CHOOSING THE RIGHT WATERSPORT FOR YOU
If you’ve just bought your first boat or moved to a new lakeside retreat, there are endless thrills to be discovered out on the water. Many older people find the idea of watersports conjures up images of high speeds, intense physical activity and thrill-seeking, but it doesn’t have to be like that. There are water sports and activities for people of all ages and with different abilities, strength and physical fitness.
My introduction to watersports came in the form of tubing. We got an old inner tube from a ute, tied it to the back of my dad’s boat and drag the thoroughly sunburnt rider around the river at high speeds.
The best thing about tubing is you can go as fast or as slow as you want. It can be as safe and relaxed or as exciting as you make it. It is also perfect for kids. Modern tubes have handles and are purpose built to make the whole thing a lot safer than my dad’s inner tube.
Kneeboarding is an accessible way into board sports on the water. It requires the rider to hold onto a rope and strap their knees into a board. It requires much less balance than waterskiing or wakeboarding and is, therefore, a great introduction. However, because of the pressure it puts on your knees and joints, this might be one better left to the teenagers and younger adults.
People think waterskiing is much harder than it is. The start is the hardest part. Once you are moving at speed balancing becomes much easier. The trick is to stay crouched until you are moving fast. Too many people try to stand up to soon and fall. If you are learning, tying the skis together can also help, as a lot of people do the splits then face plant when starting out.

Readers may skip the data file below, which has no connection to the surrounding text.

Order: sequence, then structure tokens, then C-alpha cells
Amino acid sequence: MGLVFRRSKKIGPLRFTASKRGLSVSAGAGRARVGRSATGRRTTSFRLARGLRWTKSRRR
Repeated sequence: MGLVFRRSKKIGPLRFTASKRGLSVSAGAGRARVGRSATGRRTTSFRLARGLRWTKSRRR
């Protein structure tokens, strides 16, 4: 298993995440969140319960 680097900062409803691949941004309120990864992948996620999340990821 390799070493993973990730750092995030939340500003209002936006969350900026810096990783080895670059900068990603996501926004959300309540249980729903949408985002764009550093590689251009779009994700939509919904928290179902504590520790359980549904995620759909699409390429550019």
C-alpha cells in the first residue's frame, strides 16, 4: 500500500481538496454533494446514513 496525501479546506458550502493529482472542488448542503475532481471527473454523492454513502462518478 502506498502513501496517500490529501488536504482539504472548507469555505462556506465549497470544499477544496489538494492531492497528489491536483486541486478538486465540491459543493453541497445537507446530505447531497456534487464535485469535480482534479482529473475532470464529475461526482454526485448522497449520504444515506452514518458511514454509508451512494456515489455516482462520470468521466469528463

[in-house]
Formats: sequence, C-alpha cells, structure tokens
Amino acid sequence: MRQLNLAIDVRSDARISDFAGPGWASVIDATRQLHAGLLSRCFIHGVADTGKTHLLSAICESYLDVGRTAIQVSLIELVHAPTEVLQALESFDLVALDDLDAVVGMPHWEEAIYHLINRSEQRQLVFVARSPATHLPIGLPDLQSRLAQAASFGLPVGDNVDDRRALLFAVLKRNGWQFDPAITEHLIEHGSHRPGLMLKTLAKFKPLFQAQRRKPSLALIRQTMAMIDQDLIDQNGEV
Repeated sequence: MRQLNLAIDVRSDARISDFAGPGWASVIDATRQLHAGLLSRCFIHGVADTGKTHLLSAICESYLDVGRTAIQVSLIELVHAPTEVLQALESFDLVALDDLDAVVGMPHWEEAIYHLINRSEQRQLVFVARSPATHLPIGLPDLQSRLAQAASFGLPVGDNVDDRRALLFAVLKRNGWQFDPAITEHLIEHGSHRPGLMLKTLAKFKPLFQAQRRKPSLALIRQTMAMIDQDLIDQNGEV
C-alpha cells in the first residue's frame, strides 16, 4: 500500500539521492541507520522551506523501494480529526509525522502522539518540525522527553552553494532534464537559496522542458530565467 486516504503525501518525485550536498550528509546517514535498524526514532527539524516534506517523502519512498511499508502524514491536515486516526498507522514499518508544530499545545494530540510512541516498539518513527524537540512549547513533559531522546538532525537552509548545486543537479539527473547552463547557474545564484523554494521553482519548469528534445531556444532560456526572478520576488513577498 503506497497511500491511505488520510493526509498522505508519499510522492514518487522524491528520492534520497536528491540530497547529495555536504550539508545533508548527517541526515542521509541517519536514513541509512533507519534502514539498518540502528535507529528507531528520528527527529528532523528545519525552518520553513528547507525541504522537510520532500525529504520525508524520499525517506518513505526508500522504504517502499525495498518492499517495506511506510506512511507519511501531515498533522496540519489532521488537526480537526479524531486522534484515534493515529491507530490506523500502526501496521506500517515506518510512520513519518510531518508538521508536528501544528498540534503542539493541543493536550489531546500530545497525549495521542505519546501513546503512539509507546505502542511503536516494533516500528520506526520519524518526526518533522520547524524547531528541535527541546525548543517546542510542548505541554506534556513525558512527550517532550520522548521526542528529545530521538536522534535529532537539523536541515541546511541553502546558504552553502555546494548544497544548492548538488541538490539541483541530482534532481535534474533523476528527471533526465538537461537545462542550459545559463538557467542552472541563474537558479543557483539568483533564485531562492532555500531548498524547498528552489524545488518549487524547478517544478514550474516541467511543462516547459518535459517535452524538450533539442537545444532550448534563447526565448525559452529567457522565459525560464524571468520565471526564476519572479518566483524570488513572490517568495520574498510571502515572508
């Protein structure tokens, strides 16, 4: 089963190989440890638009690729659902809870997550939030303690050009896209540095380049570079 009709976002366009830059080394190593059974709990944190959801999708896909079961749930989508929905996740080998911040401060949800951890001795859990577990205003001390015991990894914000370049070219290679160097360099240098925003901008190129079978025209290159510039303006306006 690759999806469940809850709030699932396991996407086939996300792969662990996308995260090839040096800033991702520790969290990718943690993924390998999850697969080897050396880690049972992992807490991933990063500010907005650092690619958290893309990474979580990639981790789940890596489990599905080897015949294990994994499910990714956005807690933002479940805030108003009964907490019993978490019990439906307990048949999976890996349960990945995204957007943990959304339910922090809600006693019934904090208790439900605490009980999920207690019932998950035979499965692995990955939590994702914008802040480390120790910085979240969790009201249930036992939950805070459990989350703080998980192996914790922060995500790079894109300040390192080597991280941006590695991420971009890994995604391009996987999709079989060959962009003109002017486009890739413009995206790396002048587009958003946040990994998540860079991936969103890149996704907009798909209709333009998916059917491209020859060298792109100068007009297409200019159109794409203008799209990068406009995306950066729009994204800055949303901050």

In contrast to waterskiing, the deep-water start is much easier. The larger surface area means you hit the plane faster and all you have to do is turn the board under you. You will be surprised at how accessible wakeboarding is. The basics can be learnt in an afternoon, then you can start learning tricks. Once you dip your toe in the wakeboarding water, you will find it opens up a whole new, addictive world to explore.
The air chair may look like a futuristic torture contraption, but the fun is endless. It is basically a chair attached to a waterski and an elongated foil at the bottom. As the rider gains speed, the foil pushes them out of the water, so the rider actually sits a few feet above the water. It is difficult to learn, so invest in some lessons.
If you’ve been there, done it all and got the t-shirt, then barefoot skiing is for you. For the loosest Aussies, barefoot skiing is popular because the adrenaline is heightened, the speeds are faster, the faceplants heavier and the enjoyment factor is through the roof. It is wise to invest in some classes to get the basics, or you will find yourself spending a day faceplanting at speeds. Hilarious for onlookers, but tough for the rider.
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